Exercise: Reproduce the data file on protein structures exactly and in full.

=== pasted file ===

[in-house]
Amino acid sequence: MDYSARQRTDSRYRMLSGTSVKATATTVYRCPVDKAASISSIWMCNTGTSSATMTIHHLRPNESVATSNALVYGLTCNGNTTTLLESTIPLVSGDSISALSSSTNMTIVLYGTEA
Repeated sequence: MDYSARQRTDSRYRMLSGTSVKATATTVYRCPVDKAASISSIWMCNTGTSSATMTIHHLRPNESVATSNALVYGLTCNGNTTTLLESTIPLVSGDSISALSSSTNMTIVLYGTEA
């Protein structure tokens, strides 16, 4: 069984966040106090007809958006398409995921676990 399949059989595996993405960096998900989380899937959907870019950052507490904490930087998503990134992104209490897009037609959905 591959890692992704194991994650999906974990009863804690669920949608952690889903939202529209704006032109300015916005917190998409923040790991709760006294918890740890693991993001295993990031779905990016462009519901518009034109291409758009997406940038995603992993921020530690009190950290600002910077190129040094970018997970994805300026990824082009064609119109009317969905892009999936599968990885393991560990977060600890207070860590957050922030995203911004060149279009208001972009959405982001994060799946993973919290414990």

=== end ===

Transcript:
[in-house]
Amino acid sequence: MDYSARQRTDSRYRMLSGTSVKATATTVYRCPVDKAASISSIWMCNTGTSSATMTIHHLRPNESVATSNALVYGLTCNGNTTTLLESTIPLVSGDSISALSSSTNMTIVLYGTEA
Repeated sequence: MDYSARQRTDSRYRMLSGTSVKATATTVYRCPVDKAASISSIWMCNTGTSSATMTIHHLRPNESVATSNALVYGLTCNGNTTTLLESTIPLVSGDSISALSSSTNMTIVLYGTEA
């Protein structure tokens, strides 16, 4: 069984966040106090007809958006398409995921676990 399949059989595996993405960096998900989380899937959907870019950052507490904490930087998503990134992104209490897009037609959905 591959890692992704194991994650999906974990009863804690669920949608952690889903939202529209704006032109300015916005917190998409923040790991709760006294918890740890693991993001295993990031779905990016462009519901518009034109291409758009997406940038995603992993921020530690009190950290600002910077190129040094970018997970994805300026990824082009064609119109009317969905892009999936599968990885393991560990977060600890207070860590957050922030995203911004060149279009208001972009959405982001994060799946993973919290414990």